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The bowling gods were on my side. It was like I could do no wrong, or at least that I could do more right than wrong. I was ten or eleven years old, and after all the work my coaches had put into my game and the practice I had put in with my father, it happened. My personal best. 129. Obviously all of my hard work paid off. It was not a perfect game (300), but it was all I could ask for and the result was my walking around, the way a ten or eleven year old might, with pride.

Many years later, after putting in a day’s work at a bowling tournament in a neighboring state, the same thing happened. 129. This time I was not as impressed with my achievement. I looked at my friends and family with frustration and was tempted to gift my equipment to anybody walking by. As I drove back home after that weekend I mumbled underneath my breath and in my mind. I had a good game or two, but also had that low score.

Though the frames were different, though my age and experience had changed, the fact is, in what is a very short life, the same outcome produced very different emotions in me. I have bowled a lot of games in my life. My average has increased over the years. I am no more than a mediocre house bowler at best. The doing of the thing is more enjoyable than the result of the thing with me and bowling. While individual game scores might determine who wins or loses, it is little more than a number to me… now.

Is it not funny, that at one point in my bowling career, a 129 meant that I had achieved a great milestone, and that one point much later, a 129 meant that I should give up the sport? Surely people get better at certain things and have different gauges for measuring success. In fact, my wife heard the complaint about my low score and indicated that she would love to have bowled that well. Sometimes our benchmarks are impressive to others and sometimes they seem minuscule. Same score. Different perspective.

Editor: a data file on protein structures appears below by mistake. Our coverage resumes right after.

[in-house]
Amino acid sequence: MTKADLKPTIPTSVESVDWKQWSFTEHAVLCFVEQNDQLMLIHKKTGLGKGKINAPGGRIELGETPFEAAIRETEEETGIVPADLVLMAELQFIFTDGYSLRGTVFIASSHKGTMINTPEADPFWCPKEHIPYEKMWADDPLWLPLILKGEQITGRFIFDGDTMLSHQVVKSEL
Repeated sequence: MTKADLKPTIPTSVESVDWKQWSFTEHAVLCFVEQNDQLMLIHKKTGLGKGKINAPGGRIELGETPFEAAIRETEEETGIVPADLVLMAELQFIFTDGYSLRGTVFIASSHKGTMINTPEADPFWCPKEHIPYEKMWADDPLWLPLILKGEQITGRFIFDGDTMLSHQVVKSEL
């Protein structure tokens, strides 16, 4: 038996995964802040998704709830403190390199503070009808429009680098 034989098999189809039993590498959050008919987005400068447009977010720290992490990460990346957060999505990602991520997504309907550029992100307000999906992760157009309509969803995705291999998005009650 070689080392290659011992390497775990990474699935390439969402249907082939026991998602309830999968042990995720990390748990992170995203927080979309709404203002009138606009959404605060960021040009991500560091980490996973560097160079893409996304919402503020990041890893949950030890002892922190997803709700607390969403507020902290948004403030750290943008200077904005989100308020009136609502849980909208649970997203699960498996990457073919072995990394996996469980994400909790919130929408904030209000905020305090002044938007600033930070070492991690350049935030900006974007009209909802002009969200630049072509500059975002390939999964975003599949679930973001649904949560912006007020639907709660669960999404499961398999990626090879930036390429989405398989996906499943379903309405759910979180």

I find myself living my life the same way I used to judge my success in bowling events. After hearing some speaker who seems to have it all together, after comparing my life to theirs, I feel like I have accomplished nothing at all. After advising another to offer kindness, I may fail at offering the kindness I know I should. It is easy to judge our lives compared to the lives of others. It is easier even still, to judge our lives based on what we once achieved or what we hope to accomplish. We think each moment is the final score. Much like my 129, either good, or bad.

Buddha Bowling

This works for me. The goal is to, “let it go, as you let it go”. I am unsure if this is an invention of my own creation or if I heard it somewhere, but it works for me. When I bowl, I worry little for what happens after I release the ball. For the seconds it takes the ball to leave my hand and reach the pins, I am at the mercy of what I have created in the moments before. My attention is no longer on what I can do, but on the ball and what the ball does with the pins. I know that I caused whatever action that might happen, but for a moment, I remain in suspense for the result.